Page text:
It’s no secret that Microsoft faces a host of challenges as it attempts to shift its focus from the traditional and desktop-bound to a more cloud-centric, mobile-focused model. For companies with tens of thousands of employees and decades’ worth of institutional memory, recoding the corporate DNA to meet new challenges is an undertaking with a lot of risk, and a high potential for failure.
Given its size and cash flow, as well as the solidity of its traditional product lines, such as Windows and Office, Microsoft could have walked that path to the cloud and mobile alone. Instead, the company seems determined to join in massive, broad-based partnerships with other tech giants-saving it some cash and effort, but also placing some part of its fate in the hands of those companies’ ability to execute.
It started, in many ways, with Yahoo. After trying-and failing-to buy the Web portal company for $44.6 billion, Microsoft took a different approach in the summer of 2009, inking a 10-year deal in which Microsoft’s Bing search engine would power Yahoo’s back-end search. The two companies expect all Yahoo customers and partners to move to Bing by 2012, provided the integration itself continues to proceed smoothly.
According to analytics firm comScore, Bing owns 13.6 percent of the search-engine market, versus Google, with 65.4 percent. When you combine Bing’s share with Yahoo’s 16.1 percent stake, then Microsoft’s total market share rises to 29.7 percent. While those numbers don’t exactly pose an existential threat to Google, they solidly refute some pundits’ early expectations that Bing would die a quick and messy death soon after its rollout in summer 2009.
The Yahoo deal also allowed Microsoft to gain many of the benefits of an outright merger at a fraction of the cost.
Perhaps encouraged by that development, Microsoft moved to enact a partnership with another massive player in the tech space: Nokia. Under the reported terms of the agreement between the two companies, Microsoft will pay the Finnish manufacturer some $1 billion over five years to manufacture handsets running Windows Phone 7. In return, Nokia will apparently pay Microsoft a licensing fee for every copy of Windows Phone 7 installed on a smartphone.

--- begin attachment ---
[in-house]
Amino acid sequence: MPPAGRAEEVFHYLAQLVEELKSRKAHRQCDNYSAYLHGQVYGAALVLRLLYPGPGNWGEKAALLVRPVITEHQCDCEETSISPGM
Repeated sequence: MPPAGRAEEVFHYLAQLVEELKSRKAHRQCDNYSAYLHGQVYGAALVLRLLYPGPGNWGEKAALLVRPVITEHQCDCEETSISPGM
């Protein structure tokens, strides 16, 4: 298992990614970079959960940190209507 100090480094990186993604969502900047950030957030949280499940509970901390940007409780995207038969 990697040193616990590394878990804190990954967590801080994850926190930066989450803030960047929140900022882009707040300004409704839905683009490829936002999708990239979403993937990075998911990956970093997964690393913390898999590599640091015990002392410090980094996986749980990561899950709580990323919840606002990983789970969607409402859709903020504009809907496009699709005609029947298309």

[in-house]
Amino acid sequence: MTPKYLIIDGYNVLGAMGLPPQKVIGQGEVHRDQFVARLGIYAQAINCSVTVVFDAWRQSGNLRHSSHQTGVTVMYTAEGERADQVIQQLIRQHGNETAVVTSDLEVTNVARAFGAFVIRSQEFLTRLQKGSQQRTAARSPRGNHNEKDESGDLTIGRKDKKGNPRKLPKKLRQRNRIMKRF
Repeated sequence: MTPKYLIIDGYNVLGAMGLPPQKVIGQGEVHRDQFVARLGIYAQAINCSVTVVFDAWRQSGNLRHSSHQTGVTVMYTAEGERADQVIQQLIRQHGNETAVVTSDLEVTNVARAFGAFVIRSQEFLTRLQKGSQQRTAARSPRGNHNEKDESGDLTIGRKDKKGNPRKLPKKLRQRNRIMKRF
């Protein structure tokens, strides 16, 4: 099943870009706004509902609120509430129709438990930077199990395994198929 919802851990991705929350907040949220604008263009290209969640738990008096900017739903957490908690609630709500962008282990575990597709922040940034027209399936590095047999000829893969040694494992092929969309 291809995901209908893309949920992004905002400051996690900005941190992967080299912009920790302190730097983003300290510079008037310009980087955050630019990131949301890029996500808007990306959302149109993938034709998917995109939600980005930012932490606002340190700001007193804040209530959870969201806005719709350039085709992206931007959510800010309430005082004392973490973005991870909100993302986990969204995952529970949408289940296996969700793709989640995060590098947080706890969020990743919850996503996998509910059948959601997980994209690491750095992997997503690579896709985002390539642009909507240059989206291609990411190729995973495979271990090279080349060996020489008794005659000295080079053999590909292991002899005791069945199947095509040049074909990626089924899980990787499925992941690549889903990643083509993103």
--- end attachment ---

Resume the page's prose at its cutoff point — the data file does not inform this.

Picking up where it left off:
News of the deal came just as a comScore report suggested that Microsoft’s share of the U.S. smartphone platform market dipped 1.7 percentage points between October 2010 and January, from 9.7 percent to 8 percent. That lagged behind Google, which ended January with 31.2 percent of the market, Research In Motion with 30.4 percent and Apple with 24.7 percent.
Microsoft is hoping that its new Windows Phone 7 platform, which aggregates Web content and applications into six subject-specific Hubs, will eventually gain traction with consumers and businesses as a viable alternative to Google Android, BlackBerry and the iPhone.
But in the United States, one of Windows Phone 7’s chief areas of market focus, the Nokia deal, is unlikely to have a substantial effect. According to comScore, Nokia fails to place in the U.S. top-five rankings for either OEMs or smartphone platforms. In the OEM scenario, it ranks behind Samsung, LG, Motorola and others; in platforms, it’s behind even Palm at 3.2 percent.
The global scenario is markedly different. According to data from analysis firm StatCounter, Symbian holds some 30.7 percent of the global market, ahead of Apple iOS at 24.6 percent, Android at 15.2 percent and RIM at 14.5 percent. Should Nokia and Microsoft manage to transition the former’s software platform to Windows Phone 7 with relatively little bleed-off, those sorts of percentages could translate into a very significant gain for Microsoft as it seeks to re-establish its smartphone bona fides.
Despite competing with RIM in the smartphone arena, Microsoft is reportedly prepping a partnership with the Canadian firm over cloud services. According to a March 17 Bloomberg report, Microsoft will assist RIM in porting customers’ data to the cloud.
“It’s a more efficient model for everyone,” Jim Tobin, a RIM executive, told Bloomberg in an interview.
Microsoft has adopted an “all-in” strategy with regard to cloud services. However, the roadmap for those initiatives’ adoption and revenue remains unclear.
“We obviously haven’t given any guidance on the revenue of that and how fast it’s going to ramp up,” Peter Klein, Microsoft’s chief financial officer, told analysts and media during a Jan. 27 earnings call. “It’s one of those things where it’s going to happen, and the exact sort of speed of the ramp is uncertain. I do believe that once it starts to accelerate, it’s going to accelerate pretty fast.”
Microsoft’s cloud efforts have largely focused on initiatives such as Office 365, whose subscription-based model-allowing organizations to stay up-to-date with the latest versions of Microsoft Office, SharePoint Online, Exchange Online and Lync Online-is one shared by other services such as Azure.
Partnerships in the cloud space, obviously, could help Microsoft greatly as it seeks to take on Google, Oracle, Salesforce.com and other companies determined to carve out their own territory. But as with Nokia and Yahoo, it remains to be seen whether such partnerships-despite the cost savings versus an all-out acquisition-translate into longer-term victory.